The medical cannabis farm on the property of the Komadina family at the north end of Corrales is infused with investor capital, a management team and energy, as exemplified in Aaron Brogdon, in a swirl of activity recently.
Brogdon heads up Corrales Management, which soon will oversee three medical cannabis retail outlets.
The project’s licensed non-profit producer (LNPP) is Southwest Organic Producers, which first began business in 2009. Its first retail operation is on Montgomery, just east of Interstate 25, with a second location opening at 219 Central Avenue this month. The third retail shop is intended to operate in Corrales, in space leased in what is known as “the Kim Jew building,” at 4604 Corrales Road, by this fall.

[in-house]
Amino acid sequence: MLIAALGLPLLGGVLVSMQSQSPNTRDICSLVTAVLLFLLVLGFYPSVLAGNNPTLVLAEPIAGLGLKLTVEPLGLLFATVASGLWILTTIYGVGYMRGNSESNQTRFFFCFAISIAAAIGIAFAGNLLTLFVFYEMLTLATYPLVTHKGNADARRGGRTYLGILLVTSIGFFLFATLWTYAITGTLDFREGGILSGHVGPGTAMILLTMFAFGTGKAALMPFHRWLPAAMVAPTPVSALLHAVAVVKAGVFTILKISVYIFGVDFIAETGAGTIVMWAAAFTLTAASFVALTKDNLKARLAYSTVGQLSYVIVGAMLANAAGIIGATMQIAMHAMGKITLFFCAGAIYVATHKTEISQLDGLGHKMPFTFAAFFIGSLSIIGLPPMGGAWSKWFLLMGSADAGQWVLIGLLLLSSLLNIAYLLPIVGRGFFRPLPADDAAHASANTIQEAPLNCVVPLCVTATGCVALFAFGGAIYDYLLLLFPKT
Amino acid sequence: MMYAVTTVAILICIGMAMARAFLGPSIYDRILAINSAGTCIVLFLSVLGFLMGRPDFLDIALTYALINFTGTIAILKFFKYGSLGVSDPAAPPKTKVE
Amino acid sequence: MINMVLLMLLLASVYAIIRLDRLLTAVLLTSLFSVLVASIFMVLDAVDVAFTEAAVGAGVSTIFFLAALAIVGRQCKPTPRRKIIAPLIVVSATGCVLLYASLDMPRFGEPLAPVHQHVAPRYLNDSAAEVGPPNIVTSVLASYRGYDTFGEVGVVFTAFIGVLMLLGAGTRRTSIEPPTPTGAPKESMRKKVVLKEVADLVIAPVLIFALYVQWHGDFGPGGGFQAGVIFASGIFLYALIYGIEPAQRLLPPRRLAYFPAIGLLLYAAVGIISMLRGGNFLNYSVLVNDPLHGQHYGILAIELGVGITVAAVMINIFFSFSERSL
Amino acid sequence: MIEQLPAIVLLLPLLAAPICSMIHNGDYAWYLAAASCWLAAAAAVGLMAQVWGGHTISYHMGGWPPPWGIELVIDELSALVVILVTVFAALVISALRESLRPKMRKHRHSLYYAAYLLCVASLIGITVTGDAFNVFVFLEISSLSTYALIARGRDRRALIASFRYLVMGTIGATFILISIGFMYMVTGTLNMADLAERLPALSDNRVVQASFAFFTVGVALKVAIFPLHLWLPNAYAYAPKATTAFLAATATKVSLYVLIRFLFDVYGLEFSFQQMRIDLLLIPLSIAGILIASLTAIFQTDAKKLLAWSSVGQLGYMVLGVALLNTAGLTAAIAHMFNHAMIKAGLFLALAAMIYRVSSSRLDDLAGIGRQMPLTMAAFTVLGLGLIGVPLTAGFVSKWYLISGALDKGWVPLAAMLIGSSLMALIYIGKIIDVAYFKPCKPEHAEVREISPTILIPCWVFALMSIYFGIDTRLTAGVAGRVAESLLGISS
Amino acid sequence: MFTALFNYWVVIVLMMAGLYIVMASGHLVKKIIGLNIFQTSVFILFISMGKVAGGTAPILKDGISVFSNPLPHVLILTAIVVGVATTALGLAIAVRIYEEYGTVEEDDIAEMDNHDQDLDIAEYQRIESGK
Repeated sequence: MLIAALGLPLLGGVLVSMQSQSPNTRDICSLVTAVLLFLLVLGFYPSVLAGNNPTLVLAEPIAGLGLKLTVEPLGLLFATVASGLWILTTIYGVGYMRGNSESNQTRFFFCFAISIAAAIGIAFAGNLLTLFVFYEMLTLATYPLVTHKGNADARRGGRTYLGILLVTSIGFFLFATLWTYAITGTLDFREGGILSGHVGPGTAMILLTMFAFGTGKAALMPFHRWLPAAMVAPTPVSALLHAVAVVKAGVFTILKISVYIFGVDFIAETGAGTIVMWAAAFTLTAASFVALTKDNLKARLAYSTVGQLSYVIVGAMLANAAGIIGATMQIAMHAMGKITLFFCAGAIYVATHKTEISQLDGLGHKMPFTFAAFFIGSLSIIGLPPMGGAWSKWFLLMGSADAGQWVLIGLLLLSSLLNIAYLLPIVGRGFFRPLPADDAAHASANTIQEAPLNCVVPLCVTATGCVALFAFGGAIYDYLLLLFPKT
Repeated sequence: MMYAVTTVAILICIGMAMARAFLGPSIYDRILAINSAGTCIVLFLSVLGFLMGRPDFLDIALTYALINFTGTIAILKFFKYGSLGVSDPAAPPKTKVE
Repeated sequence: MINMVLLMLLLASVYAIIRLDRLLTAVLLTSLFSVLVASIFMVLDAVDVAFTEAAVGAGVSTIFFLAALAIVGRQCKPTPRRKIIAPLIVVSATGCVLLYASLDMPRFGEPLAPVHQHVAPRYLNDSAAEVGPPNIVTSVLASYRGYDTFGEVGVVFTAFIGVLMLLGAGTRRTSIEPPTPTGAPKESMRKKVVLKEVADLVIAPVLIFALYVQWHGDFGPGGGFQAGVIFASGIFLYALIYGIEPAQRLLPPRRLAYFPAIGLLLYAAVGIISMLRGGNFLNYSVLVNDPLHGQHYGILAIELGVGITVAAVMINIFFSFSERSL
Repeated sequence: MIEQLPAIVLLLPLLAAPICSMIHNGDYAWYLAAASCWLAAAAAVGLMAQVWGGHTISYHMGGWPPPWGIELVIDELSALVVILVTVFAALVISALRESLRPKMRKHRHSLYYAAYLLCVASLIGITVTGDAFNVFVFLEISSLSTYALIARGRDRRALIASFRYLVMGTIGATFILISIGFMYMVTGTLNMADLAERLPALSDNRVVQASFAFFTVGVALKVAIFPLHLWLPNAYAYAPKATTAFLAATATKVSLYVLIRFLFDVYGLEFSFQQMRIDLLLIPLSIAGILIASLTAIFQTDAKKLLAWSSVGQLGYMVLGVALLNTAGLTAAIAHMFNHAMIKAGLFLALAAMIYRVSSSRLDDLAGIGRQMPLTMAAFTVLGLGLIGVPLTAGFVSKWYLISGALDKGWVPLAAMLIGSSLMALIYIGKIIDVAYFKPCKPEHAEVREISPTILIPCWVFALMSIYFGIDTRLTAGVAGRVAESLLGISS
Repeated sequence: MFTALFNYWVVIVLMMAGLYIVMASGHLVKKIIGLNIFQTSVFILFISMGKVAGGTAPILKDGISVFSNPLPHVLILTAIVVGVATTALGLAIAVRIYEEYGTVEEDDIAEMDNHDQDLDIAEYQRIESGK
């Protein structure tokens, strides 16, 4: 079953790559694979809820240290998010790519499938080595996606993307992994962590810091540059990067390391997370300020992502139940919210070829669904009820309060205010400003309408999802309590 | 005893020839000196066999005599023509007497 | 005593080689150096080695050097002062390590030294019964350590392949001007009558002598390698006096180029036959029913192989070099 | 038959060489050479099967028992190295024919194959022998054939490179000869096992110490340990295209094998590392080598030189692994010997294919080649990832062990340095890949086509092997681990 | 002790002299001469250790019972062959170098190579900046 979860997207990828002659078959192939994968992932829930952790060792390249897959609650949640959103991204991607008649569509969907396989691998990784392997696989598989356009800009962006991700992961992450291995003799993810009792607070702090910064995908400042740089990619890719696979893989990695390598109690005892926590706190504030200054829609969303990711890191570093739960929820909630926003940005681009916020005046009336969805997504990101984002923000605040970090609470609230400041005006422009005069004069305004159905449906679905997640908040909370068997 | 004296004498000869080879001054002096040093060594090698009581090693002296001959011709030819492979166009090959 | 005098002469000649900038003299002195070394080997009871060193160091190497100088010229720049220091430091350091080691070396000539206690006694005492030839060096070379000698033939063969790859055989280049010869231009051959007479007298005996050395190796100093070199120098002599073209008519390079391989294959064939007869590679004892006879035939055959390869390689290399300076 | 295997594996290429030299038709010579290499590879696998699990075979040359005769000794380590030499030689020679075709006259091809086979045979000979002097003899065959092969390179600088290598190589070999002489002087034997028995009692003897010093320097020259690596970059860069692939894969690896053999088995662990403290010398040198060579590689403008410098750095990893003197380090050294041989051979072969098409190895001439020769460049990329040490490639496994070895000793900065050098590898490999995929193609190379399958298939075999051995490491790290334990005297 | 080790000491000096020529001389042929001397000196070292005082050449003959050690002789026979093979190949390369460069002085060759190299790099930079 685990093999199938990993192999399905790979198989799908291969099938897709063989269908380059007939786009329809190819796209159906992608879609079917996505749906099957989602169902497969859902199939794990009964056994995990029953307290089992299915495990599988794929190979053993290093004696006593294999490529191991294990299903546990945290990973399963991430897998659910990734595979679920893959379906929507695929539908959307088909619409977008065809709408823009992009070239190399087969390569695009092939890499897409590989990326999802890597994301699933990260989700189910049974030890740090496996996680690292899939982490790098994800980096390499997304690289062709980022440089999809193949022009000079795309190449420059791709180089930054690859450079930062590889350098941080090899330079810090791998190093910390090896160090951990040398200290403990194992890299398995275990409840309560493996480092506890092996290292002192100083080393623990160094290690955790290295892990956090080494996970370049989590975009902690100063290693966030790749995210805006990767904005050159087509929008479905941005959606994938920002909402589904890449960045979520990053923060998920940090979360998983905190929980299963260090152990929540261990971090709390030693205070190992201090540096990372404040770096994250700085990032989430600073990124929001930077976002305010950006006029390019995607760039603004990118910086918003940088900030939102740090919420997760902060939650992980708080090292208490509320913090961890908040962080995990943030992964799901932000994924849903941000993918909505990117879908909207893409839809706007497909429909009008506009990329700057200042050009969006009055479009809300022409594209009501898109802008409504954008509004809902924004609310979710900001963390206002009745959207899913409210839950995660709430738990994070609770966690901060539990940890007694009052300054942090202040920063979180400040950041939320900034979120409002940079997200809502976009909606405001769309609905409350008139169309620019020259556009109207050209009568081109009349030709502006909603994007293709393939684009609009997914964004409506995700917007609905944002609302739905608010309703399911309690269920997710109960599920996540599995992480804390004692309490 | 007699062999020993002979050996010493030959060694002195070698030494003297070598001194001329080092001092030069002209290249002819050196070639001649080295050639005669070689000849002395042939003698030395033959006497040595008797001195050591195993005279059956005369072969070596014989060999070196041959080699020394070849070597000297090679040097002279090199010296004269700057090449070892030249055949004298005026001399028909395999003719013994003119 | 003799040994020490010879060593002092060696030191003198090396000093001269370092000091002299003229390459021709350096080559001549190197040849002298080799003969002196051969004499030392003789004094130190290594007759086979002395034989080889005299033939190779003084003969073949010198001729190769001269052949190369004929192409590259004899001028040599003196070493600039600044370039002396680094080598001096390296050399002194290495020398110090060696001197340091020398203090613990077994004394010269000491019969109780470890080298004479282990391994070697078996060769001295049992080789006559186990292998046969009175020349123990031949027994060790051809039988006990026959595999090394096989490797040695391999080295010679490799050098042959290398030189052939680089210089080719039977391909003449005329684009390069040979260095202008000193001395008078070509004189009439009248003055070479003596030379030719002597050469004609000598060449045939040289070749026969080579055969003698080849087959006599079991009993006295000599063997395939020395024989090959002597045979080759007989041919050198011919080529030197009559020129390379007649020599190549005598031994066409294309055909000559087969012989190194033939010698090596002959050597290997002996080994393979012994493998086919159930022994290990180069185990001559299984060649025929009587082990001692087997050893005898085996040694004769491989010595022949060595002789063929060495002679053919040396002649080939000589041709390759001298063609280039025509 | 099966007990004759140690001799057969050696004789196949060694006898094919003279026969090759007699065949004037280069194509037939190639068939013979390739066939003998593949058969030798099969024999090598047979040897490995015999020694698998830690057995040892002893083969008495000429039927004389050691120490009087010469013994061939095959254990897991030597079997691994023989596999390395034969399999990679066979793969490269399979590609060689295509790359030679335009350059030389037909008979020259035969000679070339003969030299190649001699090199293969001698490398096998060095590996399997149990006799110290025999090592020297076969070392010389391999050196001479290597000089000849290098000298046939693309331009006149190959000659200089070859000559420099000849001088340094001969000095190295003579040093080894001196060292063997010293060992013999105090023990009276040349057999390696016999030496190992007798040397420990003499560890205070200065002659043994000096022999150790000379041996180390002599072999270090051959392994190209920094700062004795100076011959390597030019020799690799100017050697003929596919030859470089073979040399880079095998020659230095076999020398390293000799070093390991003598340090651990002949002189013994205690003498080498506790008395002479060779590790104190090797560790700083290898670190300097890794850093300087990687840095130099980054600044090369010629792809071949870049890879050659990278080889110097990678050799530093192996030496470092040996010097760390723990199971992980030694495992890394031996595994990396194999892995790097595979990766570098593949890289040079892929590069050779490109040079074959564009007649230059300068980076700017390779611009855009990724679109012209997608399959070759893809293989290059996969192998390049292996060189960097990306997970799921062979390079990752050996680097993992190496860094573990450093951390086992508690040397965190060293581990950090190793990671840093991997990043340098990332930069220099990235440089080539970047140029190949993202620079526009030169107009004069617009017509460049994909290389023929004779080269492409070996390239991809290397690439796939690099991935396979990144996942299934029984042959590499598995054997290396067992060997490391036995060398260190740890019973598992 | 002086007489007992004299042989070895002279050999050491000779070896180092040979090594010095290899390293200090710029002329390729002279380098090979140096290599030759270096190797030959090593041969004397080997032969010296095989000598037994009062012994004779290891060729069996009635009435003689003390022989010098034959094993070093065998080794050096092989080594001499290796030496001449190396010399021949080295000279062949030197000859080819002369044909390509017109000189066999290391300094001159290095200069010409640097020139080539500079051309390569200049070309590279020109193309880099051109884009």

And the Corrales outlet will immediately benefit from what Brogdon described as “better quality product,” grown in Corrales. Right now the Komadina property at 379 Camino de Corrales del Norte has three greenhouses, as well as a nursery for new plants. The veg house is where new plants reach their teen years, and the flower house, is where plants potted into ten-gallon containers do their final growing.
Brogdon said about 50 such plants will be put in the ground outdoors soon. And he added that he is happy to give people tours of the operation as time allows.The first major harvest will be towards the end of August —right now the farm has three employees— and by then will need an additional ten at least.
Though the site development plan application by Southwest Organic Producers, SWOP, for a cannabis dispensary to be located on Corrales Road was approved by the Village Planning and Zoning Commission on November 20, 2019, assorted hoops required jumping through, or what P&Z Administrator Laurie Stout described soon thereafter as “applicable state and federal agencies on their specific requirements.”